ambient are the most relevant genres. Synth-pop from the 2010s is good as well; you can definitely hear Julee Cruise’s influence on many new acts. When I try to get the most Lynchian atmosphere, I’ve found that reverb is a plus, obviously, and that acoustic guitars don’t work too well most of the time. They’re too clean, they sort of break the brooding or ethereal mood which I find is the most pertinent. Blues and folk guitars can work really well though. Finally, I try to include women and men on each mix. Then I mix and try to convey various “energies”, various dynamics, from quiet to loud or slow to fast.

I like to mix songs together, but I don’t want to overdo it. I mainly try to alleviate the transition from one song to the other so that it sorts of flows together. Sometimes, you have to be more abrupt, and sometimes, you just have to respect the silence between two songs, especially when a classical piece ends. It’s so subtle, acoustically speaking, that you want to let it fade out as quietly as possible. One of our guests, Lawrence English, has done a remarkable mix for us, in which he truly mixes songs together, with many callbacks, samples, etc. It’s great.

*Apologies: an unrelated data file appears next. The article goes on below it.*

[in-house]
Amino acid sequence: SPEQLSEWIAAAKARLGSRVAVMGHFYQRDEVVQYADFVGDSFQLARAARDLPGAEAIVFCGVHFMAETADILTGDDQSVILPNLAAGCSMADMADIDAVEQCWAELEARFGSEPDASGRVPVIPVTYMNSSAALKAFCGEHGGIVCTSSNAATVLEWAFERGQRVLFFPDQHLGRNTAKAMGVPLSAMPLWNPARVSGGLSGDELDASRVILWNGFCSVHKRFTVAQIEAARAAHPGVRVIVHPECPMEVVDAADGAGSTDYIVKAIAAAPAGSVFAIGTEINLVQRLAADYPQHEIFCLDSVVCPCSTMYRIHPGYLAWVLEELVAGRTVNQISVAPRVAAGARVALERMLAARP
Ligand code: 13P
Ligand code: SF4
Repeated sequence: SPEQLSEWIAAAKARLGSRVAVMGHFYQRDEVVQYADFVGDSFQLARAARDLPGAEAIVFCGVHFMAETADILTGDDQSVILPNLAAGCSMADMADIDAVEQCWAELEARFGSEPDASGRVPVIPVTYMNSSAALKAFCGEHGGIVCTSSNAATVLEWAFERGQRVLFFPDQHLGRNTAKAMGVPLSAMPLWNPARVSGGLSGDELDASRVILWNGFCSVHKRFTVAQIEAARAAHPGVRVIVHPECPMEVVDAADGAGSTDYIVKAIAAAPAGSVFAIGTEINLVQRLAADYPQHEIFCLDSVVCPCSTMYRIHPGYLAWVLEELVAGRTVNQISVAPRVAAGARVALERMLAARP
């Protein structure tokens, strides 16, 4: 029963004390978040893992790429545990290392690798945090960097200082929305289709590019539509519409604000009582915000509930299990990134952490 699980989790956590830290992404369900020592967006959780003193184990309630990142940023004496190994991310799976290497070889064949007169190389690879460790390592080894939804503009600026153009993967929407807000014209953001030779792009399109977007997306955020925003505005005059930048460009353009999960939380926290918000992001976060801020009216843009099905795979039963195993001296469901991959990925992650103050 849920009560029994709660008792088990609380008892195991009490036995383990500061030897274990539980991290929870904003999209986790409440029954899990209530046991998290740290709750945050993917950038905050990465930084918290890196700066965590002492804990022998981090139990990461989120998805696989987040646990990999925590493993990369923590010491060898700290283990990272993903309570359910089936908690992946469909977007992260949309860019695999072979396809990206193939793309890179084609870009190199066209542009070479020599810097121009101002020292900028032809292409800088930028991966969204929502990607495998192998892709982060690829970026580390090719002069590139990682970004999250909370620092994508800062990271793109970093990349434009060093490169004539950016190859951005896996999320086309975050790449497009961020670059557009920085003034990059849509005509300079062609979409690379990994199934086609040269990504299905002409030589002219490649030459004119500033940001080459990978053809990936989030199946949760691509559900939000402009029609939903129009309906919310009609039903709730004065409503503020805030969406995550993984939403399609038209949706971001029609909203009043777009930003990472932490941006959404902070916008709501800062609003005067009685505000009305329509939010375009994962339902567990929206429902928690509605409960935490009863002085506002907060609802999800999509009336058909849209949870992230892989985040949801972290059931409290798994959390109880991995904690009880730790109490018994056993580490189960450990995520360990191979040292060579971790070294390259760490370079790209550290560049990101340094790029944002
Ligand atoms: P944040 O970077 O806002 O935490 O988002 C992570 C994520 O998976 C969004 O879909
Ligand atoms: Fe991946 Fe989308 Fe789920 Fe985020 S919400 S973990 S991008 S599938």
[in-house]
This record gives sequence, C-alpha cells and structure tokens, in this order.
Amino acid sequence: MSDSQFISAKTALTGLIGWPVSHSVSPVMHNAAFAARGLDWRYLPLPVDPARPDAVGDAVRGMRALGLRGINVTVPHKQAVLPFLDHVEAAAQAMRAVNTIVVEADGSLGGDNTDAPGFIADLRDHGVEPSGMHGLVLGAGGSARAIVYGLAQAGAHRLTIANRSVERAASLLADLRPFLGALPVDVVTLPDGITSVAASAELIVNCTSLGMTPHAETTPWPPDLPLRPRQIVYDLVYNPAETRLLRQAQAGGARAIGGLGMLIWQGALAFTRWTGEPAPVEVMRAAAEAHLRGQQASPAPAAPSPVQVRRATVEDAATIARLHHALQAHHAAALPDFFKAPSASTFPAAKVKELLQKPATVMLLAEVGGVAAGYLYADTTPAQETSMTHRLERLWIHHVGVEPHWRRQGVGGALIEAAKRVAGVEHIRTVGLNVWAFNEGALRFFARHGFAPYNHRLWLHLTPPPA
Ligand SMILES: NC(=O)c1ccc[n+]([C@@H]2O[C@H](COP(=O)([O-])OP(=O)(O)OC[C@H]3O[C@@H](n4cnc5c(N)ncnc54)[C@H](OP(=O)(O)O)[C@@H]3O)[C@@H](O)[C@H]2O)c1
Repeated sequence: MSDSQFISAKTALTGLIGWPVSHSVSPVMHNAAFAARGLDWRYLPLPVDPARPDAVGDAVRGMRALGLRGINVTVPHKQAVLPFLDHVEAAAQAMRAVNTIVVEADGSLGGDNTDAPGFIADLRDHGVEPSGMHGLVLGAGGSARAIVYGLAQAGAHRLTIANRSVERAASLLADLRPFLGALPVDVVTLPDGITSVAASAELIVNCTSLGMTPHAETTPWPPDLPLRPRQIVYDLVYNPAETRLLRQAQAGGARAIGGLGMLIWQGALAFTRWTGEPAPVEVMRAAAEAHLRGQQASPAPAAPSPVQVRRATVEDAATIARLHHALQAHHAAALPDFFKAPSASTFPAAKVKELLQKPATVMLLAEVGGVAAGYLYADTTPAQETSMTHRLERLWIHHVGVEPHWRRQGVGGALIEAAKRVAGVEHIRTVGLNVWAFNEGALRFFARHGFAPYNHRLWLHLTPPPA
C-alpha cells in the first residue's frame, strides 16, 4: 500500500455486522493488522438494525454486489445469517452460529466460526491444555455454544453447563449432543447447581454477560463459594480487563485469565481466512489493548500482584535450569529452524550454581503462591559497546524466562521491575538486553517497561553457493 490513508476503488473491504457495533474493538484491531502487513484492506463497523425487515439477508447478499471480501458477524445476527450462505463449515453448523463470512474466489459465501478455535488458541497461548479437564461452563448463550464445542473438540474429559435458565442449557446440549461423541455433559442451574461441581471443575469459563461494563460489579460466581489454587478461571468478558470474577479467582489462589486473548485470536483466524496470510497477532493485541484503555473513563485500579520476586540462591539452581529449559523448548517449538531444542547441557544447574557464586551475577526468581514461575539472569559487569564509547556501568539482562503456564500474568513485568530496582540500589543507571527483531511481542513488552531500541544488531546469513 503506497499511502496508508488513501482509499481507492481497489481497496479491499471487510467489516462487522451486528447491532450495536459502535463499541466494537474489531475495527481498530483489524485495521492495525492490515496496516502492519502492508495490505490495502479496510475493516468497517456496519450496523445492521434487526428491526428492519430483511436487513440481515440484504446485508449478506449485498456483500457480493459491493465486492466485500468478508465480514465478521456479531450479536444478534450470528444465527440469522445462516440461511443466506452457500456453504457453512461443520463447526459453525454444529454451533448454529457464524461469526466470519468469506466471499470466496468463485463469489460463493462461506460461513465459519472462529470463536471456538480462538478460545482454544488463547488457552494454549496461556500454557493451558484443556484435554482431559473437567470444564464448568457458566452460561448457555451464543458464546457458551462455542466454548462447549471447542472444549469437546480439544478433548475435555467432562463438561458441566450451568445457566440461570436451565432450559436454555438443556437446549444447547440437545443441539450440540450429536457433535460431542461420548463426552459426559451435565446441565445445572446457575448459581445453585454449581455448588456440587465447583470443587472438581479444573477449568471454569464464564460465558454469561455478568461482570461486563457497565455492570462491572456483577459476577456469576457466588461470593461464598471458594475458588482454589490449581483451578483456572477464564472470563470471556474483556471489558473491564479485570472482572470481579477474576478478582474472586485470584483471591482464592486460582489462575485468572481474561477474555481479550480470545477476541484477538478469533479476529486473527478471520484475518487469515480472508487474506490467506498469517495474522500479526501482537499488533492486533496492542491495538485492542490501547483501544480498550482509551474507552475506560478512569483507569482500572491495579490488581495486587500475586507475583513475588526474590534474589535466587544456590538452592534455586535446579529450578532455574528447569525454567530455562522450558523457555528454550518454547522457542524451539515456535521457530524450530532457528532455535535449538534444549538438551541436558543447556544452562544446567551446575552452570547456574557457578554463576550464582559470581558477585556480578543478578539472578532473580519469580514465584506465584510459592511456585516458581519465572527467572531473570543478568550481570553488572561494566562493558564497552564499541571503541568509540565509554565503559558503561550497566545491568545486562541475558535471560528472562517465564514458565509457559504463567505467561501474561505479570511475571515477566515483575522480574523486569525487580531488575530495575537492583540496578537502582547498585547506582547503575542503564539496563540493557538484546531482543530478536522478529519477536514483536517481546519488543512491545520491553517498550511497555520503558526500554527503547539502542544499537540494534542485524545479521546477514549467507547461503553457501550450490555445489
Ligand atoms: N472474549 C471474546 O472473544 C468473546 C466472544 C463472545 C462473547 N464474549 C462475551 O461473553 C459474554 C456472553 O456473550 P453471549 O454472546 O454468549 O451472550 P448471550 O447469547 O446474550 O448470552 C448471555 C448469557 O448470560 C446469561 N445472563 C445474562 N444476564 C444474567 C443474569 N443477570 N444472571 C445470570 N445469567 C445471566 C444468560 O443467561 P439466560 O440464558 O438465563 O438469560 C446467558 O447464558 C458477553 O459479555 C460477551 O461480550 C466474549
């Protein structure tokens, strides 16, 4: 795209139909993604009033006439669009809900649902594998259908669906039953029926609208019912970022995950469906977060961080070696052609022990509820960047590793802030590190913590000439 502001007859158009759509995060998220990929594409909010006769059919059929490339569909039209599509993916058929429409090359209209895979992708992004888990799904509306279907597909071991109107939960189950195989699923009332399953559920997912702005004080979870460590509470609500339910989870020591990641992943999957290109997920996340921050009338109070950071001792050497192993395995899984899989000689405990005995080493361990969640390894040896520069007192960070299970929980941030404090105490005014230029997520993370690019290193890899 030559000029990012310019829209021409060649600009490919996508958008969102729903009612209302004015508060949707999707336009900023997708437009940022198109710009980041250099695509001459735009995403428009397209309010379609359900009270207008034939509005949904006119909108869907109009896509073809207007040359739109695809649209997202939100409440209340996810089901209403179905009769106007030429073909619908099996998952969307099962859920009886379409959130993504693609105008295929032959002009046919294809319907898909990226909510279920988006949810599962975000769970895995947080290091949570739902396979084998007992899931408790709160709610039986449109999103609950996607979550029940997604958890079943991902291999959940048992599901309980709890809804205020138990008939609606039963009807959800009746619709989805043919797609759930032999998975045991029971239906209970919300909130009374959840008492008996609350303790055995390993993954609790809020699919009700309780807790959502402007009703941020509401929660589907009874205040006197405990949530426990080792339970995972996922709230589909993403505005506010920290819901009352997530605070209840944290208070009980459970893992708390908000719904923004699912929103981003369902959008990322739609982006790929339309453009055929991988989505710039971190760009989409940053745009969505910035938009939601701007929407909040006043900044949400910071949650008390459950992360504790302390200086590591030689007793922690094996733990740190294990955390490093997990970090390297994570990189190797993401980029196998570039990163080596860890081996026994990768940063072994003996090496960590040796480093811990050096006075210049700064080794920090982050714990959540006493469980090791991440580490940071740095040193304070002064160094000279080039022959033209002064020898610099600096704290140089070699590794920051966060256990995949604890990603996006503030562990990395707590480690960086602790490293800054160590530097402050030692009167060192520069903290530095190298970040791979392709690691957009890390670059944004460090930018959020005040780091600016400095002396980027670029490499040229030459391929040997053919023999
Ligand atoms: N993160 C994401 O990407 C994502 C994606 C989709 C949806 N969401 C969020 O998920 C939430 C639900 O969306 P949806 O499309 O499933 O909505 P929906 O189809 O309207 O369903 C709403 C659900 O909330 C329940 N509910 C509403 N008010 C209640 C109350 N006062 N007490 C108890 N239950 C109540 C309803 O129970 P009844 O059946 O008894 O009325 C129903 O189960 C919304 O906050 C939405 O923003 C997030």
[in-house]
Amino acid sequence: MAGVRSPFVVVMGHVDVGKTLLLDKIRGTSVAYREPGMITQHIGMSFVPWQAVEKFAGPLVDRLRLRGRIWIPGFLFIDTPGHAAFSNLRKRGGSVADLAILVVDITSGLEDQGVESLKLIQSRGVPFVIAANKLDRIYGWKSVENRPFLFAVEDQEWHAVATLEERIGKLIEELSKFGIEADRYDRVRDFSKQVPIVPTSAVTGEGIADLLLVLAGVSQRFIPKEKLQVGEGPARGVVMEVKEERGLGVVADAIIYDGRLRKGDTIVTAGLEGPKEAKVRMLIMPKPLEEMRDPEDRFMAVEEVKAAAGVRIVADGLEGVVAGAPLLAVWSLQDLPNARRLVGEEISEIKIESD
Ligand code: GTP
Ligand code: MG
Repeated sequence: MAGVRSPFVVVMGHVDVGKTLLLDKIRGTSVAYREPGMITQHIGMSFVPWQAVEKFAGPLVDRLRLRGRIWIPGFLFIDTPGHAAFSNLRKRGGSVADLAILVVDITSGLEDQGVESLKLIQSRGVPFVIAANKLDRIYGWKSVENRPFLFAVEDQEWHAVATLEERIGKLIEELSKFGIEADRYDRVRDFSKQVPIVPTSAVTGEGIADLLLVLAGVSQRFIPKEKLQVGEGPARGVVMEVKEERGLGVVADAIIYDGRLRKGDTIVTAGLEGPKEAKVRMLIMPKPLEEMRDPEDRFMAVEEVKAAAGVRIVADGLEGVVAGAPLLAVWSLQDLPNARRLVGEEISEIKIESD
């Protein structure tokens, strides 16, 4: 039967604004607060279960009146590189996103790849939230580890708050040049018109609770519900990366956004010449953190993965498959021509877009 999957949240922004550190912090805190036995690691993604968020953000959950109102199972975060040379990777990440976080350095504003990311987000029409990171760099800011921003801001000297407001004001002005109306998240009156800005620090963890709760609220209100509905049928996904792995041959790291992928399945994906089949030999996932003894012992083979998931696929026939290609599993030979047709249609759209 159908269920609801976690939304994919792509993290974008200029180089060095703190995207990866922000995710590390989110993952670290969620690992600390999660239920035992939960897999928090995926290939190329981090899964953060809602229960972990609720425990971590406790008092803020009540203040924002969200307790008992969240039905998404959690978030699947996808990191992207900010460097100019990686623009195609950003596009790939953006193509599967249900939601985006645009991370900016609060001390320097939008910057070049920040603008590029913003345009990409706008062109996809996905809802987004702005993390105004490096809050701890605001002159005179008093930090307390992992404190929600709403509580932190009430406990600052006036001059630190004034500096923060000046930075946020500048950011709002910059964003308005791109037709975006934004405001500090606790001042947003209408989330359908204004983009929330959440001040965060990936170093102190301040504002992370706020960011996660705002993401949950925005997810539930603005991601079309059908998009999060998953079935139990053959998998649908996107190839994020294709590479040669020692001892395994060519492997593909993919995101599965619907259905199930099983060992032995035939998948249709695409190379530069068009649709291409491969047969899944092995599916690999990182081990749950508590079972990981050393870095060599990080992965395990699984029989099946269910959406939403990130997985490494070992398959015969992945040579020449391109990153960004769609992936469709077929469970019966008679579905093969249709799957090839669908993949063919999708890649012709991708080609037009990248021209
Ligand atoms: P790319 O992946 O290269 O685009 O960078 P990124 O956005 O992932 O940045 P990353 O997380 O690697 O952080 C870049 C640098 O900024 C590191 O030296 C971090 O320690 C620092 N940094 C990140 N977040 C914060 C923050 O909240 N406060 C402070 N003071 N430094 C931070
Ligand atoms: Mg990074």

Do you think a lot about the imagery that accompanies your mix on Mixcloud?

Not a lot, no, and usually not before the mix is done. Usually an idea springs to mind, and I recreate it as well as I can. Since most of the time I do my mixes a few days before the deadline, it leaves little time to create the accompanying picture. I still put a few hours into it, but I’m not a graphic designer. I have great respect for what graphic designers can achieve, and I cannot do much by comparison. I enjoy doing it a lot though, it’s a nice learning process.

Luckily, we’ve had some very talented illustrators to help along the way: Rinaldo Zoontjes, David Marques, Had H, Andrew B. White, Tyler Henry, and, last but not least, my girlfriend Azélie Fayolle. I’m very grateful they agreed to participate and help out and am very pleased with the result.

Do you have any other upcoming events/things?

Roland: Regarding the Lynchian Mixtapes, we hope to be able to publish our Member Mixes onto some nice vinyl one day, but it’s still a long way before we can do this. Lynchland’s main project is currently to create a Lynchland Magazine. It’s also a huge work, but we hope we’ll be able to do it.

Municipal Pool

Check which is the shallow end and note the point where you will be out of your depth.